Becoming an autonomous writer with a clearly defined individual “voice” (Lancaster, 2019; Matsuda & Tardy, 2007) can be challenging for any novice legal writer and doubly-challenging for multilingual writers. The first step toward developing one’s voice is for emerging writers to develop the ability to analyze their own written texts (Teng, 2020).

Yet, in our legal writing courses, we have noticed that multilingual students often struggle to critically engage with writing in their non-dominant language; instead, they look to teachers to “correct” their written texts.

To help learners overcome this dependency and develop their legal writing voice, we want to transform traditional standard-based pedagogy (Cox, Malone, & Winke, 2018) into asset-based pedagogy (Lubbe & Eloff, 2004) as we design a pedagogical sequence that encourages learners to take charge of their legal writing process.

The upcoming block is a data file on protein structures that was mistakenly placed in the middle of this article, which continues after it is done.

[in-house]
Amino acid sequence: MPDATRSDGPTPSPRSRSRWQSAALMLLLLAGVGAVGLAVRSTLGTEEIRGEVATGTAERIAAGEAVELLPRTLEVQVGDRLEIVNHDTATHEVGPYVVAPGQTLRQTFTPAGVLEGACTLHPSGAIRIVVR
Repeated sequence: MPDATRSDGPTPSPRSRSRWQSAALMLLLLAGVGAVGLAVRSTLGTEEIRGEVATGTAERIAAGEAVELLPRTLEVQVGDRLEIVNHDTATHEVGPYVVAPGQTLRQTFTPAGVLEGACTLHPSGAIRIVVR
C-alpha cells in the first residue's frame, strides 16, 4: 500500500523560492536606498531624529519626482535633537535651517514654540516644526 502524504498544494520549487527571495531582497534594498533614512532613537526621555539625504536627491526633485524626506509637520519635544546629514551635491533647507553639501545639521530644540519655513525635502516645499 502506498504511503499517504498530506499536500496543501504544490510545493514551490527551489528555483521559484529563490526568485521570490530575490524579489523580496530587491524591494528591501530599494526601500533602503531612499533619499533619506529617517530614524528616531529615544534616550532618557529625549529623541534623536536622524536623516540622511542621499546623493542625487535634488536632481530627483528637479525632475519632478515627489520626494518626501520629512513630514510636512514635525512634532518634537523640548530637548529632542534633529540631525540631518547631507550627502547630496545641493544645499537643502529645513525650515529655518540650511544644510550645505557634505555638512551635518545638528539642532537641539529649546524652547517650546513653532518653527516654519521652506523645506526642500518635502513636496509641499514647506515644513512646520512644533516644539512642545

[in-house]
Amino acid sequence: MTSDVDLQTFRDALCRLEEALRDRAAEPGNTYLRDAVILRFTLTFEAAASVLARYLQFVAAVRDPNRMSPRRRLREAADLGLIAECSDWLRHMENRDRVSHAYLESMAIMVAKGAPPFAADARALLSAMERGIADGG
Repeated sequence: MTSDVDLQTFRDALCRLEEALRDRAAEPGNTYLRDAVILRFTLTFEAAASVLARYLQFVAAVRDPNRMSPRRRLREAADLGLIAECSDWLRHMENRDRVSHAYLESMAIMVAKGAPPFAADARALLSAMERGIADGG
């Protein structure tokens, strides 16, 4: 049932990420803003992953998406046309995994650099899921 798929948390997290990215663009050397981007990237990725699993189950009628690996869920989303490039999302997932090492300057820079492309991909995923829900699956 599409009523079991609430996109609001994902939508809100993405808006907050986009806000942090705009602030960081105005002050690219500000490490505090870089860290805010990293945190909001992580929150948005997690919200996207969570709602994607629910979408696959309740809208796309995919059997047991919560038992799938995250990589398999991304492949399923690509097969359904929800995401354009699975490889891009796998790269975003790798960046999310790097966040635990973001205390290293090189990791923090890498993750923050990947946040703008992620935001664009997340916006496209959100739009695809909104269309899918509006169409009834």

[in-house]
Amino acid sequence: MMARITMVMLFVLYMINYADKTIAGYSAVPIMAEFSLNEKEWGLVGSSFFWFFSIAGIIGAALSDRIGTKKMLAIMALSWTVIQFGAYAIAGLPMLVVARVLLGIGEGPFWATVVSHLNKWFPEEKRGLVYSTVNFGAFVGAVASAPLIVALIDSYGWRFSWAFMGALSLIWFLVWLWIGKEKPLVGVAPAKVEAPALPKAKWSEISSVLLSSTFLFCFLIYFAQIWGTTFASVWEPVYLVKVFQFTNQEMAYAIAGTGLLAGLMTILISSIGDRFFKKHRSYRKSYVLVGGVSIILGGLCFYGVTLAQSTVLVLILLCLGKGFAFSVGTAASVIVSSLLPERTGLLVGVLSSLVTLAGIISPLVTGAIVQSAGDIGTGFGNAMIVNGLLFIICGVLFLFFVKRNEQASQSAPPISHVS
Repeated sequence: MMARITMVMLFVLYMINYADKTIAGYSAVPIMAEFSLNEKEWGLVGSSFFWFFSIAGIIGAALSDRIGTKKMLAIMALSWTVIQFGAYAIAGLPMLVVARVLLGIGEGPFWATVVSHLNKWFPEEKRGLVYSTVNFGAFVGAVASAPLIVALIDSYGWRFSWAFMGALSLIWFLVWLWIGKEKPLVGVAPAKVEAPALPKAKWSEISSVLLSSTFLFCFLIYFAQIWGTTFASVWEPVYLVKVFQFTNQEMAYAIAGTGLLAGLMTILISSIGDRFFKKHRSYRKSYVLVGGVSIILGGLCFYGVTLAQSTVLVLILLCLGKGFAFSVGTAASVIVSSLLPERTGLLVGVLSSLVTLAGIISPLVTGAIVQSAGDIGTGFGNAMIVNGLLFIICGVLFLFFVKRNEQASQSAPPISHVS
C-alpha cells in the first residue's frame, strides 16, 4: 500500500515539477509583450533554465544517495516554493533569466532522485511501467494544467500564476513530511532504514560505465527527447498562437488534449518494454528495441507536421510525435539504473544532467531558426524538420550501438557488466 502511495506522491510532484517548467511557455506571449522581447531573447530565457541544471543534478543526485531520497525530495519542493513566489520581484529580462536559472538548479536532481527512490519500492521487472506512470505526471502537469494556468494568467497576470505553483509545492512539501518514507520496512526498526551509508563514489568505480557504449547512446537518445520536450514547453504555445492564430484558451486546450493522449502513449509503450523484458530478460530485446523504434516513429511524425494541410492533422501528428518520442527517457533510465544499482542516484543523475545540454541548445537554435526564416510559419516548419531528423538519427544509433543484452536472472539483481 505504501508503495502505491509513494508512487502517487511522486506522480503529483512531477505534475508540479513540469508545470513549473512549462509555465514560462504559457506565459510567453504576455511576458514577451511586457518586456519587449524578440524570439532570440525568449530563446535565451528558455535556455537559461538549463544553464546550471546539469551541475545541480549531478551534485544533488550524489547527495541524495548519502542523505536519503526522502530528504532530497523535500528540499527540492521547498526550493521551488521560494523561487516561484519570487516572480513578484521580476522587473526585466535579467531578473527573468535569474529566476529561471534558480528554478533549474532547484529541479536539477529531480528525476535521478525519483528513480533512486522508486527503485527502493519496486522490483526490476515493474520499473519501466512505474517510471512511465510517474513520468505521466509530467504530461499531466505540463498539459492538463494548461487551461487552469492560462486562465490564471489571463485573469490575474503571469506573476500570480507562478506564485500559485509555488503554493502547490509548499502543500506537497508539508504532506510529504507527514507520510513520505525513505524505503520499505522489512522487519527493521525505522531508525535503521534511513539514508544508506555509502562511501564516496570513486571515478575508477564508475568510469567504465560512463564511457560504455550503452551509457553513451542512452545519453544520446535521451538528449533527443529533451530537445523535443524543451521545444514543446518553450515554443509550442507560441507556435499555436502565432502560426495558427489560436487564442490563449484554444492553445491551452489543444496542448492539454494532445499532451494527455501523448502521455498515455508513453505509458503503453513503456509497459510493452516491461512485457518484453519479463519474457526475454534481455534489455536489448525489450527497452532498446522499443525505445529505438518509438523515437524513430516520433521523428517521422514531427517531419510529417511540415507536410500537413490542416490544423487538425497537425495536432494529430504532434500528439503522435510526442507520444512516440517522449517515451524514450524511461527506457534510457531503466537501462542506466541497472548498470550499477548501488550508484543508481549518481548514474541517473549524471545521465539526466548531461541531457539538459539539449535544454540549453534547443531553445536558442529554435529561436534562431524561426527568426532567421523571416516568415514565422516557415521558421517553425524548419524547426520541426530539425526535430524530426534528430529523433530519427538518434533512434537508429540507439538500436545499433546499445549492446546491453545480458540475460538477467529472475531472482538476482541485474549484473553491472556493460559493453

Teaching idea: We will develop a pedagogical sequence with tasks and materials that relies on an asset-based pedagogy (e.g., MacSwan, 2020) for teaching writing to multilingual law students (our population.)

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And here is the official email announcement from ALWD:

Congratulations to ALWD Teaching Grants Recipients

Dear Colleagues:

The ALWD Board and Teaching Grants Committee congratulate the recipients of our 2024 grants! Thank you to all who submitted proposals, and we look forward to the results of the grants, as summarized below.

Aysha Ames (Fordham University School of Law) proposed “Counter Story: Using `Outsider’ Narratives to Tell Complete Stories.” Aysha will “create a two-credit upper-level legal writing course on counter storytelling with the goal of centering non-dominant narratives in the law. Counter storytelling creates space for untold narratives and truths from ‘outsiders.'”

Stephanie Der (LMU Loyola Law School-Los Angeles) proposed “Rethinking the Legal Research Process in Light of Generative AI.” Stephanie will “draft proposed guidelines on how to shift the way we teach the legal research process to optimize the benefits of AI while alerting students to its limitations” and “support these guidelines with research exercises aimed at helping students to understand when and how to use Lexis AI and Westlaw AI.”